Privacy Shield Dies, SCCs Survive (With a Catch): CJEU

Published: Jul. 16, 2020

Updated: Jun. 10, 2021

Photo credit: nmann77 –

Today the Court of Justice of the European Union (“CJEU”) ruled that:

  1. The EU-U.S. Privacy Shield framework (“Privacy Shield”) is no longer a valid mechanism for exportation of personal data from the European Economic Area (“EEA”) to the United States. This is primarily because, in the CJEU’s view, the Privacy Shield fails to remedy two problems with aspects of the legal framework for U.S. intelligence collection: (i) U.S. law gives U.S. authorities the right to collect personal data about non-U.S. persons without sufficient safeguards and (ii) such individuals have no effective manner to seek redress against the U.S. government in U.S. courts.
  2. The controller-to-processor Standard Contractual Clauses (“SCCs”) (which were first issued in an annex to decision 2010/87/EU) can still be used as a mechanism for exporting personal data from the EEA to outside the EEA, but only if the transferred personal data receives a level of protection essentially equivalent to that provided by the GDPR and the EU Charter of Fundamental Rights. 
  3. The data exporter and the data importer that seek to rely on the SCCs are responsible for assessing whether the level of protection is adequate, and they must take all relevant facts into consideration, including (i) any additional contractual provisions that may apply to the importer, (ii) subsequent transfers of personal data by the importer, and (iii) the domestic laws applicable to the importer, including in particular any legal requirements that give the importer’s government access to the data, such as those mentioned in paragraph 1 above.
  4. European data protection authorities charged with enforcing the GDPR must suspend or prohibit ongoing SCC-based data flows to companies outside the EEA when they conclude that the SCCs are not or cannot be complied with in the destination country and that the requisite level of protection cannot be ensured by other means.

The decision is available here. The case arose from a complaint by Facebook user Max Schrems to the Irish Data Protection Commission (“DPC”), demanding that the DPC order the suspension or prohibition of the transfer by Facebook Ireland of his personal data to Facebook Inc. (in the U.S.) based on the SCCs in place between those two companies.

The CJEU found that Section 702 of the U.S. Foreign Intelligence Surveillance Act, and Executive Order 12333, which grant U.S. intelligence authorities broad rights to access data held by certain categories of U.S. companies, and data that is outside the United States, respectively, do not contain adequate protections for non-U.S. persons whose personal data may be transferred to the U.S. The CJEU also found that the protections provided to non-U.S. persons under Presidential Policy Directive 28 and the EU-U.S. Privacy Shield did not cure these deficiencies.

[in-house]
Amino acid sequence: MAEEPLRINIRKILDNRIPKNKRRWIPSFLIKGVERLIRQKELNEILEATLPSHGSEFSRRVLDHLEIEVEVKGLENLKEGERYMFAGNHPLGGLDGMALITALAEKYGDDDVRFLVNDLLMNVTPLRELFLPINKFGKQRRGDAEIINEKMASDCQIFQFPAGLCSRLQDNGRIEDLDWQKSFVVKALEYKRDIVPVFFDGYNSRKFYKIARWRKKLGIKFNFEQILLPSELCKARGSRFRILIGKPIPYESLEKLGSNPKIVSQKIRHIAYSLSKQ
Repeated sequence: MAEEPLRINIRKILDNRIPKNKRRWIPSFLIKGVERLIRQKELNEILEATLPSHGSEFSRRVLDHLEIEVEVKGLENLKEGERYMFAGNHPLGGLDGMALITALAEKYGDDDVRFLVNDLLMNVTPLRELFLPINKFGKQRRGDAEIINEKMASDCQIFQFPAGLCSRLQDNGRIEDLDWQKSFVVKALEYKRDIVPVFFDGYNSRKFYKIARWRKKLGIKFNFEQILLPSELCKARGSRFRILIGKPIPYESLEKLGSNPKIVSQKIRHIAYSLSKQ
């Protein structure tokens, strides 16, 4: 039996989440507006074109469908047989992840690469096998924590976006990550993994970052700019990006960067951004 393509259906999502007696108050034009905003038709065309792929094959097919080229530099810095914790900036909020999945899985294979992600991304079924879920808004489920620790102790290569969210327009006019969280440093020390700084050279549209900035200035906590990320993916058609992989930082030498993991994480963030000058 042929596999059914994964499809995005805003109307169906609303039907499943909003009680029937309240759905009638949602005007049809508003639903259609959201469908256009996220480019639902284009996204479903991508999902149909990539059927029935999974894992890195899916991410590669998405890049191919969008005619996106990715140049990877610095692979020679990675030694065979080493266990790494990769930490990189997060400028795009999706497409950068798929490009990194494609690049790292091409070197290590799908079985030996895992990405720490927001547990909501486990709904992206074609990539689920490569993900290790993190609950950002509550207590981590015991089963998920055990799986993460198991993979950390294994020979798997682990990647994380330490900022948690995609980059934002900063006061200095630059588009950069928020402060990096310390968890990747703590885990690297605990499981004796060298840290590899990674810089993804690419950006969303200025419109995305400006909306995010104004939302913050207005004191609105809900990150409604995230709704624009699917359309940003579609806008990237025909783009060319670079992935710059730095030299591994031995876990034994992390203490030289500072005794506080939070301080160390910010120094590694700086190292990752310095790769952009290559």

While the CJEU declined to invalidate the SCCs in the same manner it invalidated the Privacy Shield, we believe the court’s decision will lead European data protection authorities to conclude that, at least in some situations, the SCCs alone do not remedy these deficiencies either, since SCCs impose no access restrictions on U.S. intelligence authorities. Moreover, collection of data under Section 702 or pursuant to EO 12333 is not connected to a method by which a European could seek redress against the U.S. government. It is true that the SCCs allow the exporter to terminate its contract with the importer when it becomes aware that U.S. law prevents the importer from complying with its obligations under the SCCs (such as the obligation to permit governmental access only when the access is the sort “necessary in a democratic society” as conceived by EU authorities). However, by the time the exporter reaches that conclusion, the data horse is often already out of the importer’s barn. The situation is made more complicated by the fact that the specific identities of companies that are subject to orders under Section 702 are classified. (Given security requirements, there is no publicly available and complete list of companies that have received orders under Section 702.)